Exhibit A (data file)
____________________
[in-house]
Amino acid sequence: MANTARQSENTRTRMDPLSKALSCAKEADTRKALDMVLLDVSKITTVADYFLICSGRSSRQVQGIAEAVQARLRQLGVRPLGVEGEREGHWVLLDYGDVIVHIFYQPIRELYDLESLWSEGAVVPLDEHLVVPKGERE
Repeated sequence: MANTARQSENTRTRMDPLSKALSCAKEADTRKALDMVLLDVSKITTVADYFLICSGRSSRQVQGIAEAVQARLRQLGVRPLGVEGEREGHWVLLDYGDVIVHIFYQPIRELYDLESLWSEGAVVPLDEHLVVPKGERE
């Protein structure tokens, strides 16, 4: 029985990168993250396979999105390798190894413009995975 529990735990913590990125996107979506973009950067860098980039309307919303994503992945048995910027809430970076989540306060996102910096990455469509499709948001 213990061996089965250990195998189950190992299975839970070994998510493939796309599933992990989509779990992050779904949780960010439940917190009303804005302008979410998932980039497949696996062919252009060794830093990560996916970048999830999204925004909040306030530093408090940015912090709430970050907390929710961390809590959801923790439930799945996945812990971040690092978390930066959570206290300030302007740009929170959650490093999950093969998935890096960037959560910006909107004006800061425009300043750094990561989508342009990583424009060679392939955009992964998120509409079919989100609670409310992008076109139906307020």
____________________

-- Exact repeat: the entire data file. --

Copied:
[in-house]
Amino acid sequence: MANTARQSENTRTRMDPLSKALSCAKEADTRKALDMVLLDVSKITTVADYFLICSGRSSRQVQGIAEAVQARLRQLGVRPLGVEGEREGHWVLLDYGDVIVHIFYQPIRELYDLESLWSEGAVVPLDEHLVVPKGERE
Repeated sequence: MANTARQSENTRTRMDPLSKALSCAKEADTRKALDMVLLDVSKITTVADYFLICSGRSSRQVQGIAEAVQARLRQLGVRPLGVEGEREGHWVLLDYGDVIVHIFYQPIRELYDLESLWSEGAVVPLDEHLVVPKGERE
């Protein structure tokens, strides 16, 4: 029985990168993250396979999105390798190894413009995975 529990735990913590990125996107979506973009950067860098980039309307919303994503992945048995910027809430970076989540306060996102910096990455469509499709948001 213990061996089965250990195998189950190992299975839970070994998510493939796309599933992990989509779990992050779904949780960010439940917190009303804005302008979410998932980039497949696996062919252009060794830093990560996916970048999830999204925004909040306030530093408090940015912090709430970050907390929710961390809590959801923790439930799945996945812990971040690092978390930066959570206290300030302007740009929170959650490093999950093969998935890096960037959560910006909107004006800061425009300043750094990561989508342009990583424009060679392939955009992964998120509409079919989100609670409310992008076109139906307020």